Trending Now: Live-Edge Furniture
Live Edge: the name pretty much sums it up, right? Essentially, the term refers to lumber that has been cut into slabs of the desired thickness, but instead of next cutting away any knots or flaws to create symmetrical boards with smooth, square edges, those natural elements are left intact and only the bark itself is removed.
Initially made popular by legendary midcentury-modern furniture designer and architect George Nakashima, whose sculptural pieces paired clean-lined bases with tops that showcased wood's natural beauty through butterfly joints, a live edge and heavily burled or figured grain, this holistic approach to honoring wood's beauty — flaws and all — has again captured the design world's attention:
Live-edge furniture's popularity has led to its use in architectural installations like kitchen islands, mantels and built-in bookcases. Here, this gorgeous walnut island by designer Lauren Levant Bland shows how a single live-edge element adds a big dose of organic style to an otherwise industrial and contemporary kitchen:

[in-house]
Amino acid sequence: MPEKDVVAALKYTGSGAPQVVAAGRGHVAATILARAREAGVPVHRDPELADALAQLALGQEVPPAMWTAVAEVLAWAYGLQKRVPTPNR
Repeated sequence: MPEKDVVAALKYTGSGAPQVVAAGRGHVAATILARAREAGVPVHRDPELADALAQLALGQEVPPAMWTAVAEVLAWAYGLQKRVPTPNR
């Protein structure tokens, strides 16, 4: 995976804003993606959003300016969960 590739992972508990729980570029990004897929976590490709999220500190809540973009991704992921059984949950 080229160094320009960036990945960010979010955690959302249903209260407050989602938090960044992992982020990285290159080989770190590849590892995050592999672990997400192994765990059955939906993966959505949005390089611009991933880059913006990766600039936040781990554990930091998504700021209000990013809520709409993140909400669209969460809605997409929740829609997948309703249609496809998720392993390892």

Custom Features in Warm, Contemporary Kitchen
The unique kitchen island features a top made from live-edge walnut, bringing an organic element into this rustic, contemporary space. On the cooktop wall, cabinetry is constructed from hot-rolled steel panels, and rough-hewn walnut continues with the custom hood.
Photography by Bob Narod for Jennifer Gilmer Kitchen and Bath
With a gnarled cypress root base and live-edge top, design diva Sarah Richardson put this side table to use as a functional piece of sculpture in an otherwise contemporary living room:
Mid-Century Modern Decor From Sarah Sees Potential
As seen on season 1 of Sarah Sees Potential , designer Sarah Richardson filled this mid-century home with vintage-style decor like this live edge wood side table, fisheye mirrors and glass and gold lamp.
Given its ties to midcentury modern design via Nakashima, live-edge furniture is right at home in mid-mod homes. Check out this sleek midcentury modern makeover by Fixer Upper's Joanna Gaines. In the living room, she added a single live-edge end table to contrast with the room’s otherwise streamlined furnishings: